Theater Reviews : Nicky Silver Skirts Little in Disturbing, Funny 'Fat Men'

SPECIAL TO THE TIMES

There ought to be a warning on Nicky Silver's plays: "Not for the faint of heart." But any survivor of a vicious emotional family war should appreciate the bizarre and funny world of Nicky Silver's "Fat Men in Skirts," a tale of cannibalism, incest and murder at Sledgehammer Theatre.

San Diego's Fritz Theatre staged the Southern California premiere of Silver's work before South Coast Repertory produced Silver's "Pterodactyls" in March. Now Sledgehammer has remounted the Fritz production through June 18.

"Fat Men in Skirts," which, incidentally, sports not a single fat man in a skirt, tells the story of Bishop Hogan (Peter James Smith) and his mother, Phyllis (Diane Addis), the only survivors of a plane crash on a desert island. In the face of starvation, they eat their dead fellow passengers and develop a taste for human flesh.

"Who's for dinner?" Bishop asks cheerfully.

At the show's start, Bishop is 11 years old, a stutterer cowed by his mother. After five years on the desert island, the roles reverse, with Bishop controlling his mother through his superior strength. As her mind begins to snap, they find comfort in each other, ultimately sleeping together.

But what works on a desert island becomes a bit dicey in the real world when they are rescued and reunited with Bishop's philandering father, Howard (Louis Seitchik). Phyllis evolves into an agoraphobic with a shoe fetish and Bishop into a murderer, killing women to get shoes for his mother.

Silver has been pegged as an absurdist, but there's a ring of emotional truth in this fantastical concoction. Instead of dreamscape, think nightmarescape.

Consider the plane crash as a metaphor for a mother and son feeling abandoned by a detached husband-father; consider the mother's anger at her husband being transmuted into her son's rage against the world--a world he devours as his only way to connect with it.

Silver's characters serve as "metaphors for everyone outside the mainstream who can't get in," the playwright said in a 1994 interview. "All the characters in my plays are me, me, me, desperately me!"

But if Silver is an angry young man, he also is an extremely funny one. And it's amazing how a spoonful of humor can make the animosity go down.

"You're trying to drive me insane," Phyllis tells Pam, her husband's pregnant mistress, who has been pretending to be the maid. "That's cruel. And redundant."

When Phyllis criticizes her son for the messy way he has just butchered his father, Bishop exclaims: "Everybody's a Monday morning quarterback!"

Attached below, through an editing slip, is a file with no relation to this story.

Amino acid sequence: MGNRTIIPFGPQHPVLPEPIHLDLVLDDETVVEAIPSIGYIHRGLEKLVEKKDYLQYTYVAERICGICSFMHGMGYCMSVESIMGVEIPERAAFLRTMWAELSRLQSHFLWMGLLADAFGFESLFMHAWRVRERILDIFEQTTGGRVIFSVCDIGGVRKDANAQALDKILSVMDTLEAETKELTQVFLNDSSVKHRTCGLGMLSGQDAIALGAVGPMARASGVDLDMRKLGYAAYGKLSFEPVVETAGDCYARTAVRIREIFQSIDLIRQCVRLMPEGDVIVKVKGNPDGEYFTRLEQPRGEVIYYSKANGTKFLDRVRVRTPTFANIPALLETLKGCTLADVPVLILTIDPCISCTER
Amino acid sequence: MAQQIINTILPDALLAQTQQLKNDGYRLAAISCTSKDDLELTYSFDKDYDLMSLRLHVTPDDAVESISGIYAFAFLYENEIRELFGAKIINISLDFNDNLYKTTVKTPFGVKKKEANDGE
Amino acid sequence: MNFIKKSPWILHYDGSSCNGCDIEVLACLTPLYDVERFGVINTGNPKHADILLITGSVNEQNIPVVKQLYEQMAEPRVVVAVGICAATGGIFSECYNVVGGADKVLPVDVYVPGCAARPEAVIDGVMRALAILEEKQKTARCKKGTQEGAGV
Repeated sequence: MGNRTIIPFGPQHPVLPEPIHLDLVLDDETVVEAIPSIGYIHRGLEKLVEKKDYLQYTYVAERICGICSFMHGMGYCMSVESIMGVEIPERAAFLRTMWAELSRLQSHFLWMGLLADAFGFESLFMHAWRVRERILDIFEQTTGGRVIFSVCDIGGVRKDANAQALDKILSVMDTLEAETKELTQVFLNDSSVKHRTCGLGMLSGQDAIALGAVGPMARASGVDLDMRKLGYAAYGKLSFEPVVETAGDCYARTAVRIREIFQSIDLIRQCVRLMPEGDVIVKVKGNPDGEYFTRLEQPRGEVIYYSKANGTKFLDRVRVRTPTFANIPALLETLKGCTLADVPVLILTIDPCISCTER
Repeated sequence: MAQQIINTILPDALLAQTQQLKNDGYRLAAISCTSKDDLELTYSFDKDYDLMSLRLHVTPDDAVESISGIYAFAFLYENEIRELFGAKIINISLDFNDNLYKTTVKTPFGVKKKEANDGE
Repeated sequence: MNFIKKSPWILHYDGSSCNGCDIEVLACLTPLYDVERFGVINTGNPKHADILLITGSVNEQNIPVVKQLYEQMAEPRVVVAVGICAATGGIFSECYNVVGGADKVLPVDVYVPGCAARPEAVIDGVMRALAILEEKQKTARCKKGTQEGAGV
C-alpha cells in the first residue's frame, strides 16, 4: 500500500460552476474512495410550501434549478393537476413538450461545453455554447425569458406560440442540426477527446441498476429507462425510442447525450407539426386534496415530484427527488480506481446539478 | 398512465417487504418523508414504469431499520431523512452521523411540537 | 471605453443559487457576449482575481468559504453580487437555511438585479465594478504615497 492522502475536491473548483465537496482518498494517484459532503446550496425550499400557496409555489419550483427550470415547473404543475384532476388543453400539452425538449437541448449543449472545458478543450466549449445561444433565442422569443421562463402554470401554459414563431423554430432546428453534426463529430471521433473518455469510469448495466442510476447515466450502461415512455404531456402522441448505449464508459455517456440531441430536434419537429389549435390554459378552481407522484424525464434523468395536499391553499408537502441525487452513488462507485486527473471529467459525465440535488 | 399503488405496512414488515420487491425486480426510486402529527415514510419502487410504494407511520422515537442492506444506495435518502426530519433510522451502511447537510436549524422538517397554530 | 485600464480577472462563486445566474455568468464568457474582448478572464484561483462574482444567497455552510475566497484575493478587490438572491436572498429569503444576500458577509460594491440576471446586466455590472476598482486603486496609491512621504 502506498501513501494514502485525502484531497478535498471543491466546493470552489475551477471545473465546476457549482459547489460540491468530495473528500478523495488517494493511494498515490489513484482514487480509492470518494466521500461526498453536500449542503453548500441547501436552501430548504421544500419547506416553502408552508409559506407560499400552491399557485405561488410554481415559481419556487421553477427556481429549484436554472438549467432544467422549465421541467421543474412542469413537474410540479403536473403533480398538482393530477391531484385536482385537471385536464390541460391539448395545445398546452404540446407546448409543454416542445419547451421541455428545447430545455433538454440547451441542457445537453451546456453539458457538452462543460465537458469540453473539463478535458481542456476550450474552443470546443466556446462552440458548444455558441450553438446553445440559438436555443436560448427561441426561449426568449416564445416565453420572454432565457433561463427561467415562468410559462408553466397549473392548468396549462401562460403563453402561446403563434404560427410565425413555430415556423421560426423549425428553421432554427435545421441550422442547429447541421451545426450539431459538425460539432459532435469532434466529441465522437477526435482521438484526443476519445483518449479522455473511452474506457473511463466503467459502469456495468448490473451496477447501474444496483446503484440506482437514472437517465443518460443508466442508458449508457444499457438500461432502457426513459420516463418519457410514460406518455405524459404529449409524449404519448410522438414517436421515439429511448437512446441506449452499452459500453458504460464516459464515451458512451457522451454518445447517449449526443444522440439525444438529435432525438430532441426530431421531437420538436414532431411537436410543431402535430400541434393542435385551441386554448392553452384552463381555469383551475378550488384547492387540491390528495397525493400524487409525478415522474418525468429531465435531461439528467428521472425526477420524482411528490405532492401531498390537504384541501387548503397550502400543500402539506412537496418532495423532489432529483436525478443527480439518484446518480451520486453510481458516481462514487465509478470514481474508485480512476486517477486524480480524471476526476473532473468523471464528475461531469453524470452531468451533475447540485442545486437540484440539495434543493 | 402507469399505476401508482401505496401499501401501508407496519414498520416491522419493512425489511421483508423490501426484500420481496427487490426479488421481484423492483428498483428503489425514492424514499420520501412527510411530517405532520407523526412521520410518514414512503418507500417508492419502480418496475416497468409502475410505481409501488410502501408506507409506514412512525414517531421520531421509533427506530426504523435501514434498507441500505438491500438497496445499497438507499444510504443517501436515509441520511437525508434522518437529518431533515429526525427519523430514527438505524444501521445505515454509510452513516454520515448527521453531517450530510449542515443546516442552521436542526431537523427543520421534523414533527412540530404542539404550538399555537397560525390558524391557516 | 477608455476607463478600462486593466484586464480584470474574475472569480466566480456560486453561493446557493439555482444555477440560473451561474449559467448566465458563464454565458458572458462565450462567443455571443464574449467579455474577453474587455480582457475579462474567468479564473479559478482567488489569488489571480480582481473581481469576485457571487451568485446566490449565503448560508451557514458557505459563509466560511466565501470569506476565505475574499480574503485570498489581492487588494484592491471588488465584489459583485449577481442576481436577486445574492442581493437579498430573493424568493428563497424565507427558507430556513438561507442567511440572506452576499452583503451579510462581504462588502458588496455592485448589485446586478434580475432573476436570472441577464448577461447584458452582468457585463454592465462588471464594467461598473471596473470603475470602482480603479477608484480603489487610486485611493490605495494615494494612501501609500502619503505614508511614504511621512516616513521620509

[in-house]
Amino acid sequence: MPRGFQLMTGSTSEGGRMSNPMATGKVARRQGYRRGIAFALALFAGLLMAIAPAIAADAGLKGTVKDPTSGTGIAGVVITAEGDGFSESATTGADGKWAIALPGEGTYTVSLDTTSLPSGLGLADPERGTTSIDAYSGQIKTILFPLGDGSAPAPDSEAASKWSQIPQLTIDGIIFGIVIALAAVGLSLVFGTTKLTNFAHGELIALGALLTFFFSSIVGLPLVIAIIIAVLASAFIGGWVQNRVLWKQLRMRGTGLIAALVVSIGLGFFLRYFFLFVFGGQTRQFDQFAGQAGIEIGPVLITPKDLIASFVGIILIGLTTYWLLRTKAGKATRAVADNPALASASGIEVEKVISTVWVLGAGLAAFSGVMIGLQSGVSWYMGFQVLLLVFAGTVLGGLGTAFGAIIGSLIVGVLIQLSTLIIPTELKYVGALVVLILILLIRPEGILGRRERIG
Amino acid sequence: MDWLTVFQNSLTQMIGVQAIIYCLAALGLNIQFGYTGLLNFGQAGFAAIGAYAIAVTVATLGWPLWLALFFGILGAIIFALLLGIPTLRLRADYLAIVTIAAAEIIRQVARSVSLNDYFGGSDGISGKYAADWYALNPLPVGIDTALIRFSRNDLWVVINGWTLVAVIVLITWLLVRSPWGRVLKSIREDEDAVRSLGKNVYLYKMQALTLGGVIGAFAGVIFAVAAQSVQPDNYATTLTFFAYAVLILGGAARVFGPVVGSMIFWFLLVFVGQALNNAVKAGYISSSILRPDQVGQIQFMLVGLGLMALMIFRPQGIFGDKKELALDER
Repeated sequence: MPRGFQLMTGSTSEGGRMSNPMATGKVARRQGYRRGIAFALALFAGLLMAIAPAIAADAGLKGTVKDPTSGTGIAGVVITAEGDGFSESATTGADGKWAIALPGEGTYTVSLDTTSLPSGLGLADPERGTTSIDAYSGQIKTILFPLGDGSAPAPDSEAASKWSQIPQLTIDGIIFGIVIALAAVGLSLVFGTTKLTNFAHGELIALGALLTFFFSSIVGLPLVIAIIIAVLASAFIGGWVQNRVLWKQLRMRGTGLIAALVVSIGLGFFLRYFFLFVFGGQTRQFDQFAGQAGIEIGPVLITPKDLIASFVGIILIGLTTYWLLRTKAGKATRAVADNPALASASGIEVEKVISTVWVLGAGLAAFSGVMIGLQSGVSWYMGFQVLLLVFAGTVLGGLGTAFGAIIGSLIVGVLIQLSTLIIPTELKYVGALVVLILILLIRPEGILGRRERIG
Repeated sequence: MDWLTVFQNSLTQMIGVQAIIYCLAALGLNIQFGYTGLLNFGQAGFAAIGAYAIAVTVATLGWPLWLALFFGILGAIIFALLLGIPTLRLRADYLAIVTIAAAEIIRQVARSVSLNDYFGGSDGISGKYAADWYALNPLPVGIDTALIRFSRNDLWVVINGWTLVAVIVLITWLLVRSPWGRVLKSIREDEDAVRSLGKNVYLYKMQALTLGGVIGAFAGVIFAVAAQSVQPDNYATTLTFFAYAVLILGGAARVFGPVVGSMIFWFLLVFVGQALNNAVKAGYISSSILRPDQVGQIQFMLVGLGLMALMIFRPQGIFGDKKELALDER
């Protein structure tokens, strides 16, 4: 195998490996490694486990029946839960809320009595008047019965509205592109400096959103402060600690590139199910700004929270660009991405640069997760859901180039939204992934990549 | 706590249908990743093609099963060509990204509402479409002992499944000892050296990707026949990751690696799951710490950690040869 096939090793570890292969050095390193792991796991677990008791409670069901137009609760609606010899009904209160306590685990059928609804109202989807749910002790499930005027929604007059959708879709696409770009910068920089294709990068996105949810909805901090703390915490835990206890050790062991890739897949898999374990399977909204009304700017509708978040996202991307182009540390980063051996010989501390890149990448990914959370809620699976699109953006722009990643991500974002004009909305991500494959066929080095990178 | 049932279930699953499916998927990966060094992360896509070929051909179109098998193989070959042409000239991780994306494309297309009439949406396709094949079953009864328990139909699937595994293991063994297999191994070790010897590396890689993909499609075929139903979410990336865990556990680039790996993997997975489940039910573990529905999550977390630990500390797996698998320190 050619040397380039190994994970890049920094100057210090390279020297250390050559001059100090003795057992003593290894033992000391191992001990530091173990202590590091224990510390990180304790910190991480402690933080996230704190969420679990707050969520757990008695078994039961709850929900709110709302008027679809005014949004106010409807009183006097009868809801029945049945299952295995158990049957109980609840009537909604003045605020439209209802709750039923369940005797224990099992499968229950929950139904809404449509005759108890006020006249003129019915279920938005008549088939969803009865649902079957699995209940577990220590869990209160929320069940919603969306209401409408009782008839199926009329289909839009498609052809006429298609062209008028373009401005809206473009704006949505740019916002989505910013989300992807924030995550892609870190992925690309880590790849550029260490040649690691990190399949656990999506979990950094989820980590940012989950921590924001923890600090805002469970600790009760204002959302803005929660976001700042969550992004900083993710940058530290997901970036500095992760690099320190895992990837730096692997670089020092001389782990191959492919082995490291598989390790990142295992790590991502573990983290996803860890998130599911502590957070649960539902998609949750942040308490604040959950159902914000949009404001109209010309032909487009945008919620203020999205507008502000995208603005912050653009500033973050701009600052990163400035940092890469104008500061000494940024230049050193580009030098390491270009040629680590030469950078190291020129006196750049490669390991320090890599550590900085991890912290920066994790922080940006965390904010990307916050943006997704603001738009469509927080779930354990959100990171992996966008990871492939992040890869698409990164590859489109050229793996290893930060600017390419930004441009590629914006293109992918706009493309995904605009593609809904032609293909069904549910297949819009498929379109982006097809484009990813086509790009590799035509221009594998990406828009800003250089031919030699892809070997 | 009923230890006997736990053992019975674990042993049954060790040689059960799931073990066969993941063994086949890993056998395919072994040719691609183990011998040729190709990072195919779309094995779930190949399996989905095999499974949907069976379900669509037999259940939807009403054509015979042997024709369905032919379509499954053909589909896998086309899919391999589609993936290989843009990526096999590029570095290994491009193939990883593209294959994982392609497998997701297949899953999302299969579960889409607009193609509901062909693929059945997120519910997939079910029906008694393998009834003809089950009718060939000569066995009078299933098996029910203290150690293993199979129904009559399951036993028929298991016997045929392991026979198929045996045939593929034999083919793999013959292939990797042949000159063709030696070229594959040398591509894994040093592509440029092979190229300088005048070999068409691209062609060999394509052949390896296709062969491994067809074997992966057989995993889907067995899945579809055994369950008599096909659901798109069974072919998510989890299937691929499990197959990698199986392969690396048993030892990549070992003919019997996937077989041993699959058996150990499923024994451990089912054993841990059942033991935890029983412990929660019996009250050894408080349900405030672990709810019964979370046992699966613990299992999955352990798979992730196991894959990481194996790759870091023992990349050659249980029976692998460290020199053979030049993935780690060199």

And when a mental patient confides to Bishop that she tried to kill herself, he responds: "Well, try, try again, I always say."

Bryan Bevell's direction of this well-cast play clarifies the Oedipal conflicts as the rage bellows between the jokes. Addis' wry Phyllis exudes icy anger through exquisite deadpan delivery. Smith's taut Bishop smartly navigates a tough journey from a trembling 11-year-old child to a 16-year-old fury.

Seitchik plays both Howard and Dr. Nestor, the father-figure psychiatrist, with just enough emotional distance to catalyze hostility. Johanna Nemeth, the understudy for Tiffni Jellinek, silkily slips layers of suppressed anger and fear into otherwise screwball portrayals of Pam and Popo Martin, the fellow mental patient enamored of Bishop's celebrity. Big deal, Popo reasons, if Bishop is famous for killing and eating people--he was on "Ricki Lake"!

A great help to the sense of reality--and such a wild confabulation requires all the reality it can get--is Jeff Benham's set, remnants of a real airplane askew in sand.

The title, "Fat Men in Skirts," is, in the end, like the play--loaded with more meaning than appears on the surface. It refers to a fat man Phyllis recalled meeting long ago who liked to dress in skirts. Her mother had told her not to acknowledge his existence.

But how do you not acknowledge the presence of a fat man in a skirt? And how do you not acknowledge a son who has become a killer and cannibal?

A running theme in Silver's plays, from "Fat Men in Skirts" to "Pterodactyls," is the high price of denial. In a political climate where it is becoming increasingly unfashionable to be different, Silver delights in rubbing playgoers' noses in the world of misfits.

* "Fat Men in Skirts," Sledgehammer Theatre, 1620 6th Ave., San Diego. Thursday-Sunday, 8 p.m. Ends June 18. $10-$15, seniors 20% off, students $5, fat men in skirts free. (619) 544-1484-7505. Running time: 1 hour, 50 minutes.

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Peter James Smith: Bishop Hogan Diane Addis: Phyllis Louis Seitchik: Howard/Dr. Nestor Tiffni Jellinek: Pam/Popo Martin Johanna Nemeth (understudy): Pam/Popo Martin Sledgehammer Theatre of the play by Nicky Silver. Directed by Bryan Bevell. Sets: Jeff Benham. Costumes: Deborah Ayers and Elisabeth Riordan. Lights: Al Kane. Producer: Maria Mangiavellano.

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